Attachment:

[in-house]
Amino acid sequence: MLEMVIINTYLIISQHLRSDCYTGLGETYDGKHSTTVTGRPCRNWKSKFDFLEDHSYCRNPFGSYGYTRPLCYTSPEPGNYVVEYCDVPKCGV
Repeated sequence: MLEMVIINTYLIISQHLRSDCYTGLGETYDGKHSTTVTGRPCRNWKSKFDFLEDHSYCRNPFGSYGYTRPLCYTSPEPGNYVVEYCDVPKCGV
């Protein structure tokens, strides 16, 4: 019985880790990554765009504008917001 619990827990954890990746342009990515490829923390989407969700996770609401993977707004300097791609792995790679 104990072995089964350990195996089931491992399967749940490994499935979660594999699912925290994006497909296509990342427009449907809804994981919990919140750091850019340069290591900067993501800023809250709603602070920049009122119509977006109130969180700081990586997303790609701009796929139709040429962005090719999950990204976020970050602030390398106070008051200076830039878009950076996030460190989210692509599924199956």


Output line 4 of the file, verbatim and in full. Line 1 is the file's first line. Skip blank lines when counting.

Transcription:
């Protein structure tokens, strides 16, 4: 019985880790990554765009504008917001 619990827990954890990746342009990515490829923390989407969700996770609401993977707004300097791609792995790679 104990072995089964350990195996089931491992399967749940490994499935979660594999699912925290994006497909296509990342427009449907809804994981919990919140750091850019340069290591900067993501800023809250709603602070920049009122119509977006109130969180700081990586997303790609701009796929139709040429962005090719999950990204976020970050602030390398106070008051200076830039878009950076996030460190989210692509599924199956």